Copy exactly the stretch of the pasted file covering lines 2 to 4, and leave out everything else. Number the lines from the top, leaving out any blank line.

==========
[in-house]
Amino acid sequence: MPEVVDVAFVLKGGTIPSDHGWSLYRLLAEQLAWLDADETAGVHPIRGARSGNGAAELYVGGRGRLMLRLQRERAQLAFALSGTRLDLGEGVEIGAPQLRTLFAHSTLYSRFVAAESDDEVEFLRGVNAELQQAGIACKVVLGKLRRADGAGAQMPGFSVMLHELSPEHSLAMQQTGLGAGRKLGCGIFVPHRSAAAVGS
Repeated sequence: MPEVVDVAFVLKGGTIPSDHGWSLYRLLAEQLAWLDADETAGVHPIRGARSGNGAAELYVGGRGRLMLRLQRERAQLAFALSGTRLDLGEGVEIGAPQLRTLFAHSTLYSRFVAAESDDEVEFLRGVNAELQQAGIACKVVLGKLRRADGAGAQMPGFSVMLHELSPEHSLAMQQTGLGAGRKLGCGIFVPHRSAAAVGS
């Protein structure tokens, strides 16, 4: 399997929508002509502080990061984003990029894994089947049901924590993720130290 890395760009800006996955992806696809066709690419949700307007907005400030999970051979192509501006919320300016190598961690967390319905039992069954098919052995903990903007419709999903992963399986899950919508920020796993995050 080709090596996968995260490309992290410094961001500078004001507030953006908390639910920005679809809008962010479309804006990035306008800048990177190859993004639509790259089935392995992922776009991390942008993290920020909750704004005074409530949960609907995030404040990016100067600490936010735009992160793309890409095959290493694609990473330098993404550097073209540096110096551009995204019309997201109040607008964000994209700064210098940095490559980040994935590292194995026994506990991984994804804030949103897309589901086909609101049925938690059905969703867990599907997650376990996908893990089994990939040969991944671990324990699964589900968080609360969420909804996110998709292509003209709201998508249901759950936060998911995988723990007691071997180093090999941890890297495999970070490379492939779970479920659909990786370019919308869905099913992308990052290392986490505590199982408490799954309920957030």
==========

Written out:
Amino acid sequence: MPEVVDVAFVLKGGTIPSDHGWSLYRLLAEQLAWLDADETAGVHPIRGARSGNGAAELYVGGRGRLMLRLQRERAQLAFALSGTRLDLGEGVEIGAPQLRTLFAHSTLYSRFVAAESDDEVEFLRGVNAELQQAGIACKVVLGKLRRADGAGAQMPGFSVMLHELSPEHSLAMQQTGLGAGRKLGCGIFVPHRSAAAVGS
Repeated sequence: MPEVVDVAFVLKGGTIPSDHGWSLYRLLAEQLAWLDADETAGVHPIRGARSGNGAAELYVGGRGRLMLRLQRERAQLAFALSGTRLDLGEGVEIGAPQLRTLFAHSTLYSRFVAAESDDEVEFLRGVNAELQQAGIACKVVLGKLRRADGAGAQMPGFSVMLHELSPEHSLAMQQTGLGAGRKLGCGIFVPHRSAAAVGS
């Protein structure tokens, strides 16, 4: 399997929508002509502080990061984003990029894994089947049901924590993720130290 890395760009800006996955992806696809066709690419949700307007907005400030999970051979192509501006919320300016190598961690967390319905039992069954098919052995903990903007419709999903992963399986899950919508920020796993995050 080709090596996968995260490309992290410094961001500078004001507030953006908390639910920005679809809008962010479309804006990035306008800048990177190859993004639509790259089935392995992922776009991390942008993290920020909750704004005074409530949960609907995030404040990016100067600490936010735009992160793309890409095959290493694609990473330098993404550097073209540096110096551009995204019309997201109040607008964000994209700064210098940095490559980040994935590292194995026994506990991984994804804030949103897309589901086909609101049925938690059905969703867990599907997650376990996908893990089994990939040969991944671990324990699964589900968080609360969420909804996110998709292509003209709201998508249901759950936060998911995988723990007691071997180093090999941890890297495999970070490379492939779970479920659909990786370019919308869905099913992308990052290392986490505590199982408490799954309920957030």